5 Lucky Recipes to Eat During Chinese New Year

This year, the Chinese Zodiac honours the Year of the Rat and celebrations begin on 24th January (Chinese New Year’s Eve) and continue until 8th February!

Food plays an important role during Chinese New Year and certain foods have a symbolic meaning of luck and auspiciousness that are popular and essential during the festival. Other dishes, such as rice balls, are eaten to symbolise family and togetherness during the festive period. We’ve picked out our favourite recipes for you to try with the kids this Chinese New Year!



Did you know that Dumplings Legend in London’s China Town makes over 8000 every day? That’s a lot of dumplings.
Chinese dumplings typically represent wealth when eating during the Chinese New Year, and can be cooked either by boiling, steaming, drying or baking.


Spring Rolls 

Spring rolls are eaten during Chinese New Year as a symbol of wealth and prosperity.The’re eaten to welcome and bless the new Spring season, hence the name! It doesn’t take much to make a spring roll, but they never fail to be delicious.


Steamed Fish

A whole steamed fish is a staple for New Year celebrations and is traditionally served during Chinese New Year to symbolise prosperity. It’s easy to make and is usually steamed, then topped it with spring onions,  ginger, along with chopped  coriander.


Noodles during Chinese New Year are typically longer than usual to represent longevity and happiness. These can reach almost 2ft in length and are usually referred to long-life noodles! There’s also great flexibility for sides and ingredients so whatever you and the kids enjoy. Plus did you know that many of vegetables and meats have symbolic meanings as well.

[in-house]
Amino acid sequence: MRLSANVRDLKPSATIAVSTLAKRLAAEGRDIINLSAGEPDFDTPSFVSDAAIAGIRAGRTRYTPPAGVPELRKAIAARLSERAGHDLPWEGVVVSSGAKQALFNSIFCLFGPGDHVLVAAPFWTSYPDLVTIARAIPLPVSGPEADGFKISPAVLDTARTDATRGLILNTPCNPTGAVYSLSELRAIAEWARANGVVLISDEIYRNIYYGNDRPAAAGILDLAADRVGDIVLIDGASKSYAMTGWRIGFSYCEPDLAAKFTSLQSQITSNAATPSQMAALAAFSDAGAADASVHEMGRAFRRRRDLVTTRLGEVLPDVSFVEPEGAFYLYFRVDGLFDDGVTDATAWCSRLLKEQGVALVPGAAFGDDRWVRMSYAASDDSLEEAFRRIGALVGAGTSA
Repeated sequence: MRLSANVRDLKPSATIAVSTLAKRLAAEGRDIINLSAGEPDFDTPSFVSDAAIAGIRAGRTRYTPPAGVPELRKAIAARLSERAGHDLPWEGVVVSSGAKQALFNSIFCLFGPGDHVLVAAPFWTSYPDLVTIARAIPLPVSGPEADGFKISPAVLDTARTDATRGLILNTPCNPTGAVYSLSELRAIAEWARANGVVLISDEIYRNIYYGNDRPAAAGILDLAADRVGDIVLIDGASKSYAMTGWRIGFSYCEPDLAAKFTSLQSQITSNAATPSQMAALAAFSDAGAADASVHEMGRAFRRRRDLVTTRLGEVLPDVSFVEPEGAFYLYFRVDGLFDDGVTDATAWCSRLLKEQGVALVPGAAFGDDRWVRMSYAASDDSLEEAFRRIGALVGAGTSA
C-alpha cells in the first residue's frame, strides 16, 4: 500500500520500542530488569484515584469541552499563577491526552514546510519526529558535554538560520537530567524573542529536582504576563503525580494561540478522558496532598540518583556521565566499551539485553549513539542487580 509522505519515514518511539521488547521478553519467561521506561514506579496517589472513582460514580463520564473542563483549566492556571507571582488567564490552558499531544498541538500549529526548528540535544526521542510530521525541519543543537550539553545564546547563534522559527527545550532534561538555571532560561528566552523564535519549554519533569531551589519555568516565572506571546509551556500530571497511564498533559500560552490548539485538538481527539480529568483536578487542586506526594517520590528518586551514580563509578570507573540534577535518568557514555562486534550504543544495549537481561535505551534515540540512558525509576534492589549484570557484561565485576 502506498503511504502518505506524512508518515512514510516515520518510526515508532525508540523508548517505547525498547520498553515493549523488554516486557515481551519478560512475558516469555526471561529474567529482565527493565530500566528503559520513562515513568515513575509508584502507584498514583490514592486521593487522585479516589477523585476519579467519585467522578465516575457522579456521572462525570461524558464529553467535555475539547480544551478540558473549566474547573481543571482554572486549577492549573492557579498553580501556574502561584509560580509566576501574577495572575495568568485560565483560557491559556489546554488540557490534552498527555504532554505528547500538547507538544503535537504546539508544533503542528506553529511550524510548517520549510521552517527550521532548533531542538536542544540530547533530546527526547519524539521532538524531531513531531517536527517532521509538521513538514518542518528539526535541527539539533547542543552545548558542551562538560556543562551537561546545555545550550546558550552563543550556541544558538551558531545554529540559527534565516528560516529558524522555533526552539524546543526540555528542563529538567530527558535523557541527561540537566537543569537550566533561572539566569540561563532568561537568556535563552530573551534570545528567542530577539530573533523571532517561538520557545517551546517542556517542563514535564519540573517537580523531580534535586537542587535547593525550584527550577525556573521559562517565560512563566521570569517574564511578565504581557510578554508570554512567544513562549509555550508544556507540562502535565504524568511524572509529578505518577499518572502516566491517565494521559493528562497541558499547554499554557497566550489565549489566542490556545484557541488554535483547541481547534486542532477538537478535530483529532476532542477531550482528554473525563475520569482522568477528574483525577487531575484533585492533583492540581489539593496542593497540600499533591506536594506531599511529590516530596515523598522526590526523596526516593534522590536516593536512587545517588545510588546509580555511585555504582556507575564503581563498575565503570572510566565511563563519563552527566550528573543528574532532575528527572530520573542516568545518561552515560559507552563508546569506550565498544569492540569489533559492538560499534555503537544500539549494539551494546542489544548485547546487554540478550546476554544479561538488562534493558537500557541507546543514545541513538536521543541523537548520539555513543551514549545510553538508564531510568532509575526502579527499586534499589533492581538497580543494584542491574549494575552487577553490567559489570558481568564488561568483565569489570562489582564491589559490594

• Egg: big and healthy family
  • Lobster: endless money rolling in
  • Prawns: fortune and wealth
  • Roast Pork: peace
  • Chicken: reunion
  • Duck: loyalty
  • Tofu: happiness and fortune for the entire family
  • Fish: surplus and wealth


Glutinous Rice Cake (Nian gao)

The star of the dessert spread is glutinous rice cake or nián gāo, which translates literally as New Year’s Cake. Eating it on Chinese New Year symbolises growth, whether it be in a career, income, health or even height! It is traditionally made with red dates but now it comes in many different forms.


Let us know how you get on with these great recipes – Tag us in all your pictures with #LittleBird!

Or if you fancy going out for Chinese New Year, why not try out Ping Pong‘s new mouthwatering dim sum to celebrate the Year of the Rat! Some these celebratory new dishes will include a fluffy duck hoisin bun, chicken and orange dumpling, or spicy seitan and vegetable dumpling.


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